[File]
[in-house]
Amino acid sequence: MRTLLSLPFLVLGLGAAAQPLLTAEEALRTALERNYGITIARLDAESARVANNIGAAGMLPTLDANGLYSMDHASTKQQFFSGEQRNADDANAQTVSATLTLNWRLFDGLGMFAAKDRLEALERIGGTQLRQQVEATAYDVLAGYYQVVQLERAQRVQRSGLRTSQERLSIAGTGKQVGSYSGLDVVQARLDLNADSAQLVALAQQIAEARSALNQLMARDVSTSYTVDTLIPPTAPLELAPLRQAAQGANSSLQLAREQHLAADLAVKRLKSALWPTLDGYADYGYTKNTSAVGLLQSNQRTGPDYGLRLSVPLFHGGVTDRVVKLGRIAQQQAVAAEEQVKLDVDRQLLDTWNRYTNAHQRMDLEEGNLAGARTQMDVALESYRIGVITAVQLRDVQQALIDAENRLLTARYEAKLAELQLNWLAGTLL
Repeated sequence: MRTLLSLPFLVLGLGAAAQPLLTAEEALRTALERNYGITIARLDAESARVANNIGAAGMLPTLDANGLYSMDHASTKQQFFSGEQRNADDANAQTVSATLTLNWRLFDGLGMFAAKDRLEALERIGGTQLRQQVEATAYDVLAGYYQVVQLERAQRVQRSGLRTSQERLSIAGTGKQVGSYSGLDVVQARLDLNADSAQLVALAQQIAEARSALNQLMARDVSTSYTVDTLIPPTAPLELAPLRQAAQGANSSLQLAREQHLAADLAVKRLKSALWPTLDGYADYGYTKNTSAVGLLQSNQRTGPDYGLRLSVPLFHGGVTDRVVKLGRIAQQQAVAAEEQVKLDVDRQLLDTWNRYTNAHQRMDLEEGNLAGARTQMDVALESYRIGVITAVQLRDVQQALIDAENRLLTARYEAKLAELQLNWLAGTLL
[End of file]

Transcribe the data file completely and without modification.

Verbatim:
[in-house]
Amino acid sequence: MRTLLSLPFLVLGLGAAAQPLLTAEEALRTALERNYGITIARLDAESARVANNIGAAGMLPTLDANGLYSMDHASTKQQFFSGEQRNADDANAQTVSATLTLNWRLFDGLGMFAAKDRLEALERIGGTQLRQQVEATAYDVLAGYYQVVQLERAQRVQRSGLRTSQERLSIAGTGKQVGSYSGLDVVQARLDLNADSAQLVALAQQIAEARSALNQLMARDVSTSYTVDTLIPPTAPLELAPLRQAAQGANSSLQLAREQHLAADLAVKRLKSALWPTLDGYADYGYTKNTSAVGLLQSNQRTGPDYGLRLSVPLFHGGVTDRVVKLGRIAQQQAVAAEEQVKLDVDRQLLDTWNRYTNAHQRMDLEEGNLAGARTQMDVALESYRIGVITAVQLRDVQQALIDAENRLLTARYEAKLAELQLNWLAGTLL
Repeated sequence: MRTLLSLPFLVLGLGAAAQPLLTAEEALRTALERNYGITIARLDAESARVANNIGAAGMLPTLDANGLYSMDHASTKQQFFSGEQRNADDANAQTVSATLTLNWRLFDGLGMFAAKDRLEALERIGGTQLRQQVEATAYDVLAGYYQVVQLERAQRVQRSGLRTSQERLSIAGTGKQVGSYSGLDVVQARLDLNADSAQLVALAQQIAEARSALNQLMARDVSTSYTVDTLIPPTAPLELAPLRQAAQGANSSLQLAREQHLAADLAVKRLKSALWPTLDGYADYGYTKNTSAVGLLQSNQRTGPDYGLRLSVPLFHGGVTDRVVKLGRIAQQQAVAAEEQVKLDVDRQLLDTWNRYTNAHQRMDLEEGNLAGARTQMDVALESYRIGVITAVQLRDVQQALIDAENRLLTARYEAKLAELQLNWLAGTLL